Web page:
Toronto Star Newspapers Ltd v Sherman Estate 2018 ONSC 4706 involved the sensational murder of two wealthy Torontonians where the courts weighed the deleterious effects of applying publication bans to protect files. The court concluded that any deleterious effect of a publication ban was substantially outweighed by the salutary effects on rights and interests of victims, beneficiaries and trustees of the estate.
The court ordered that the estate files be sealed for two years.
Journalists had sought access to the estate and investigatory files but were advised that the files were not available for viewing, so the newspaper brought application seeking variation or termination of protective orders and full and ceiling of the court files. Those applications were dismissed for a period of two years.
The case reviewed the principles applicable to win the courts will grant confidentiality orders:
1) The principle of open courts is inextricably tied to the rights guaranteed by section 2 of the Charter of Rights.- Sierra Club of Canada v. Canada (2002) 2 SCR 522;
2) The fundamental question for a court to consider in an application for a publication ban or confidentiality is whether, in the circumstances, the right to freedom of expression should be compromised and the analytical approach to the problem must be tailored to the specific rights and interest engaged in the case- Sierra Club at paragraphs 37 – 38;
3) The basic purpose of the court’s approaches to ensure that the judicial discretion to deny public access is exercised in accordance with charter principles;
4) A confidentiality order (publication ban) should only be granted when such an order 1) is necessary in order to prevent a serious risk to an important interest because reasonable alternative measures will not prevent the risk, and 2) the salutary effects of the confidentiality order outweighs it’s deleterious effects, including the effects and the right to free expression in the public interest in open and accessible court proceedings;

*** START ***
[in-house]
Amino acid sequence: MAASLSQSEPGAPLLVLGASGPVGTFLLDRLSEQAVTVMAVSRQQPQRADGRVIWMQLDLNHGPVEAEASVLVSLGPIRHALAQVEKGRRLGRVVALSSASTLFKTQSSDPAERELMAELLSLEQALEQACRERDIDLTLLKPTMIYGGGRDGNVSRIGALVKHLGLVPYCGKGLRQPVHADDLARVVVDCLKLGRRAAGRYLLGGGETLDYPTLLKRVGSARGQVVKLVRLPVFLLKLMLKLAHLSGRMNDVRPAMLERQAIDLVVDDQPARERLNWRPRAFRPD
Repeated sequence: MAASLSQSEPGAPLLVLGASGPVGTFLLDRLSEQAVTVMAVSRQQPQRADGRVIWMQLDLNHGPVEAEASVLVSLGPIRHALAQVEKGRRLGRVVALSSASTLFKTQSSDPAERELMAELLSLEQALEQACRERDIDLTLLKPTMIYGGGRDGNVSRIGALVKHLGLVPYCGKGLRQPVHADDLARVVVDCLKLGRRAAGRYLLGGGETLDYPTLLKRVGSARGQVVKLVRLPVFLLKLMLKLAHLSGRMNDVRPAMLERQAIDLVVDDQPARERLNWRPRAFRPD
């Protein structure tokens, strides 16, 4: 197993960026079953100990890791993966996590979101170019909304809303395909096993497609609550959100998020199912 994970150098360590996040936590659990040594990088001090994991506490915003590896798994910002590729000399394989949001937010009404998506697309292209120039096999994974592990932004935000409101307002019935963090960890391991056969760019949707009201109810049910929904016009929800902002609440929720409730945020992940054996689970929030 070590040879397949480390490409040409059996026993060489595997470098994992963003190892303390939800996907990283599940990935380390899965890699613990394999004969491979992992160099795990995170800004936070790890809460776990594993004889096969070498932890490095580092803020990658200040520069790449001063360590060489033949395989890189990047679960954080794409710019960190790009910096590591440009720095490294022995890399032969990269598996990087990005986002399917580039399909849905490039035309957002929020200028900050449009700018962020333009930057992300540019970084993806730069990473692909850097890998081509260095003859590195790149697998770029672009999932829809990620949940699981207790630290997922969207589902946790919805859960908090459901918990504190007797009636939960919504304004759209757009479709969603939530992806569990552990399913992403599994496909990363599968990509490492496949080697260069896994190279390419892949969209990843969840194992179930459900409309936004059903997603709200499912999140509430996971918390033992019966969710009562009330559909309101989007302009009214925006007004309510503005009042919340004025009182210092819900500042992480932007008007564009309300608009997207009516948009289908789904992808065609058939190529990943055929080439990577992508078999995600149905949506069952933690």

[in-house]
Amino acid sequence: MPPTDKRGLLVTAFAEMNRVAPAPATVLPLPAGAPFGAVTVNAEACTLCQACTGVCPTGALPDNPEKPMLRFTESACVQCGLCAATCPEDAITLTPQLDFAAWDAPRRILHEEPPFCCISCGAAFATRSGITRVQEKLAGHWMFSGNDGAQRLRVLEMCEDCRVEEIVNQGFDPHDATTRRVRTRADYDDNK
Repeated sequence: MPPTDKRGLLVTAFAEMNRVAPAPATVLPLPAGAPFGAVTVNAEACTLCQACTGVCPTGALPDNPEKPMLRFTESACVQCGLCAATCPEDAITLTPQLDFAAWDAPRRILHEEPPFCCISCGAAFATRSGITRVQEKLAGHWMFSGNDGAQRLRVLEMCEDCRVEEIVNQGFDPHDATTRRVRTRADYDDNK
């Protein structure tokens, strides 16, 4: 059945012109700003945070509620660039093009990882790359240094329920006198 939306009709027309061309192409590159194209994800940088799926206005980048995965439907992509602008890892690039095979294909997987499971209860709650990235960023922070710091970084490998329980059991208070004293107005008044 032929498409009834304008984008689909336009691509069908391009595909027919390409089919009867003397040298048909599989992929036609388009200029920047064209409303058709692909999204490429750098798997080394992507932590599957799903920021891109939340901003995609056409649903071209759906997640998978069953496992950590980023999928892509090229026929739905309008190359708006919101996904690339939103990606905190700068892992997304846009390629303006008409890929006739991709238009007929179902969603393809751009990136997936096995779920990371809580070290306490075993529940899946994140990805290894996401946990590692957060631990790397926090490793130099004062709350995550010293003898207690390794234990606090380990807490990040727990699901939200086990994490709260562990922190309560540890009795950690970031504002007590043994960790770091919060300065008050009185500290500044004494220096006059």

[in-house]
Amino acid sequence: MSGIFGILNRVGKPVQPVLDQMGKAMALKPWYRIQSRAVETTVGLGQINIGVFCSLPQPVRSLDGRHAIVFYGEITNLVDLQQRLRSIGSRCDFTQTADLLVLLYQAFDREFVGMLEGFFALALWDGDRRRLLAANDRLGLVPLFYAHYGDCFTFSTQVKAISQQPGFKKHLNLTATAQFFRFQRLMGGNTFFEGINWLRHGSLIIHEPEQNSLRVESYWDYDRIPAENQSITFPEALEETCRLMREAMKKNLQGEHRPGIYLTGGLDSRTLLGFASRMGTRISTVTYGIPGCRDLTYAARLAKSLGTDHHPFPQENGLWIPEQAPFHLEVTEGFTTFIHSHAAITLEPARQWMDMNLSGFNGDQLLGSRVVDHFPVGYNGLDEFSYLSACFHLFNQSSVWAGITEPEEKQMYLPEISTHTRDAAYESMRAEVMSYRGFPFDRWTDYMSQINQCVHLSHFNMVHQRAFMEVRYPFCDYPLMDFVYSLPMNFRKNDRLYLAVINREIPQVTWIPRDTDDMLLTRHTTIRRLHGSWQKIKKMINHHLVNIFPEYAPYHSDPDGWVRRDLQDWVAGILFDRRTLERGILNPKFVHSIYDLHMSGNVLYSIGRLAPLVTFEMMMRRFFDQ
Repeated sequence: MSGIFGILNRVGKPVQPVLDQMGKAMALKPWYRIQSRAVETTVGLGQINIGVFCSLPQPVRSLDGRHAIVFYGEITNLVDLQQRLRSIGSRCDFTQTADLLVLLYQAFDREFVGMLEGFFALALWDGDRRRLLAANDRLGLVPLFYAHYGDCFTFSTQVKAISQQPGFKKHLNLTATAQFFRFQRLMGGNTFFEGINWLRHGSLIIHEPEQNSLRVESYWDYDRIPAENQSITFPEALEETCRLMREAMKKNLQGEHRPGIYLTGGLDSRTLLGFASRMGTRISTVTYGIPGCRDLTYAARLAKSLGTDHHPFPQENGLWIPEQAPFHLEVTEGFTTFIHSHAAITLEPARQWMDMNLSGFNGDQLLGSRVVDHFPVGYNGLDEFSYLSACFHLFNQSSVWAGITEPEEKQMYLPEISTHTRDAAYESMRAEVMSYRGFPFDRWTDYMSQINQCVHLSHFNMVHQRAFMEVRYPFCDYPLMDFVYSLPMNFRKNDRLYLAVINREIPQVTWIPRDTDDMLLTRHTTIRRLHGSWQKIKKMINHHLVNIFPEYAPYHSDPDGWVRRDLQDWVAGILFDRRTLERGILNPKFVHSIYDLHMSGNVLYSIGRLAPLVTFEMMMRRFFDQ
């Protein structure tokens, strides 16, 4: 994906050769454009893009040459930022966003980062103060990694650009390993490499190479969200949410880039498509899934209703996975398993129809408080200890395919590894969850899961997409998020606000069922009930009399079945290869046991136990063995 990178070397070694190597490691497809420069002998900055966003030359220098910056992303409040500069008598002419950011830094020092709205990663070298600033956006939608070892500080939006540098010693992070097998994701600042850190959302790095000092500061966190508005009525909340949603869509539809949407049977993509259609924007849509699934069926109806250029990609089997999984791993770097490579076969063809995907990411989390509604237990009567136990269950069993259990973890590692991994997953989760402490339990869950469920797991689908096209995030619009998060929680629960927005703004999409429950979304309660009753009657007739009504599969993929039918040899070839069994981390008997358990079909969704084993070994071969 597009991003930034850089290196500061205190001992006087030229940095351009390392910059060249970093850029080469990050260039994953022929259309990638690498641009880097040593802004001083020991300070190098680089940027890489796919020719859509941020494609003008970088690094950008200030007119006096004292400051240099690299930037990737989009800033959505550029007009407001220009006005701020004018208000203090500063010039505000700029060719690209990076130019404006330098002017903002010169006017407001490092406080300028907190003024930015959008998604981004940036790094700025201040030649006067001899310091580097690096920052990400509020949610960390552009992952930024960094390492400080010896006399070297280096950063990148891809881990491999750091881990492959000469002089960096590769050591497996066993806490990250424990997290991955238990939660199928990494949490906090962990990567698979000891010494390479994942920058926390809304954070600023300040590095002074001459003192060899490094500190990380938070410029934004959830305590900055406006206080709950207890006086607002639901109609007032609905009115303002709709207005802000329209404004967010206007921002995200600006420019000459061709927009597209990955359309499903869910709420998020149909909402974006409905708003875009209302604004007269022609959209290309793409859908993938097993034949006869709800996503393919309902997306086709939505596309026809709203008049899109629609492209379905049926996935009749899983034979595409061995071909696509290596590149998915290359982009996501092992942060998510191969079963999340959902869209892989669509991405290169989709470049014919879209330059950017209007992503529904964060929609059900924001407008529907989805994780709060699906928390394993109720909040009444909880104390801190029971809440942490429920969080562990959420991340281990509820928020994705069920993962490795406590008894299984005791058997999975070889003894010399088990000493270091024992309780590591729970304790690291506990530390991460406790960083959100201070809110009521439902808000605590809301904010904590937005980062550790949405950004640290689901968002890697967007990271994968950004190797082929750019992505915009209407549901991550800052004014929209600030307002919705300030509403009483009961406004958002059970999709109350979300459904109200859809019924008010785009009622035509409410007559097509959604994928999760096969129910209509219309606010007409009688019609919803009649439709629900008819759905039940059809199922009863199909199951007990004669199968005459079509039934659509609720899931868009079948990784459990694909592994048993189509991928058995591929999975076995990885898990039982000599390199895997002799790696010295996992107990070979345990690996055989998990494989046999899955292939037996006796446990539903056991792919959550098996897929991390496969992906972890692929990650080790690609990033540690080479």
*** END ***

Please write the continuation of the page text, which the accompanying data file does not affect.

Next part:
5) Stated differently public access will be barred only when the appropriate court, in the exercise of its discretion, concludes that disclosure would subvert the ends of justice or unduly impair its proper administration. Toronto Star Newspapers LTD v Ontario (2005) 2 SCR 188;
6) These principles apply to all discretionary court orders that limit freedom of expression and freedom of the press in relation to legal proceedings, there being no fundamental distinction to be drawn between seeming orders, publication bans rather confidentiality orders made in the context of court proceedings, both criminal and civil;
7) The test is not whether or confidentiality should be issued in order to err on the side of caution or out of an abundance of caution- the test is whether it is necessary to do so R. v Kossyrine & Vorobiov 2011 ONSC 6081
The court concluded that the burden to be satisfied by the party seeking a confidentiality order is a high one in the court must guard against any tendency to treat such applications as routine.
The open court principle is a fundamental element necessary to maintain and nourish public confidence in our courts and their integrity. Loss of that confidence when undermined the public’s willingness to accept the legitimacy of the mandate of judges to dispense justice on their behalf. From there lies a slippery slope to the sort of society no Canadian wishes to bring about.